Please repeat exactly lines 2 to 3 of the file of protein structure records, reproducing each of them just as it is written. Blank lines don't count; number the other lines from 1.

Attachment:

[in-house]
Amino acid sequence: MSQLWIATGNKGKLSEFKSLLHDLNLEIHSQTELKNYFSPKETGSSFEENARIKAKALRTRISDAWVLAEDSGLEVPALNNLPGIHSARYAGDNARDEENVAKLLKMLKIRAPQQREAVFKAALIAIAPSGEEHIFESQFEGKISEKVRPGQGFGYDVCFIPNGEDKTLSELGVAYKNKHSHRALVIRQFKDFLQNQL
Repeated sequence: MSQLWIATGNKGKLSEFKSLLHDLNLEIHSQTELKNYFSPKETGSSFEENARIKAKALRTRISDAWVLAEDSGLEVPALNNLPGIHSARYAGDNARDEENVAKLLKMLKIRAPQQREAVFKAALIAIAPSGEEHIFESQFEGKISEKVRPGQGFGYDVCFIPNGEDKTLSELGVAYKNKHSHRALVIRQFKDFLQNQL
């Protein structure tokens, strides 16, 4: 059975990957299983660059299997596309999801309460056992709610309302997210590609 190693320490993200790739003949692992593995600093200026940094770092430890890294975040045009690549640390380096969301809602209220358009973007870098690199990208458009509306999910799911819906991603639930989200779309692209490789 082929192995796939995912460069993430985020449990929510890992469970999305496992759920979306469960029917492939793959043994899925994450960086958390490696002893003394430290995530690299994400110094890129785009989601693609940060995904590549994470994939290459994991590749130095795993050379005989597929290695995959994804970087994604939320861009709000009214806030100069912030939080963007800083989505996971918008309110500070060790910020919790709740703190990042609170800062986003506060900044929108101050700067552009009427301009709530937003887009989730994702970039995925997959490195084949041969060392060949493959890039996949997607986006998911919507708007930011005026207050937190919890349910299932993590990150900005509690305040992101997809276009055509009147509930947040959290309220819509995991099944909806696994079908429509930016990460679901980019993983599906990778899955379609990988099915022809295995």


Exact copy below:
Amino acid sequence: MSQLWIATGNKGKLSEFKSLLHDLNLEIHSQTELKNYFSPKETGSSFEENARIKAKALRTRISDAWVLAEDSGLEVPALNNLPGIHSARYAGDNARDEENVAKLLKMLKIRAPQQREAVFKAALIAIAPSGEEHIFESQFEGKISEKVRPGQGFGYDVCFIPNGEDKTLSELGVAYKNKHSHRALVIRQFKDFLQNQL
Repeated sequence: MSQLWIATGNKGKLSEFKSLLHDLNLEIHSQTELKNYFSPKETGSSFEENARIKAKALRTRISDAWVLAEDSGLEVPALNNLPGIHSARYAGDNARDEENVAKLLKMLKIRAPQQREAVFKAALIAIAPSGEEHIFESQFEGKISEKVRPGQGFGYDVCFIPNGEDKTLSELGVAYKNKHSHRALVIRQFKDFLQNQL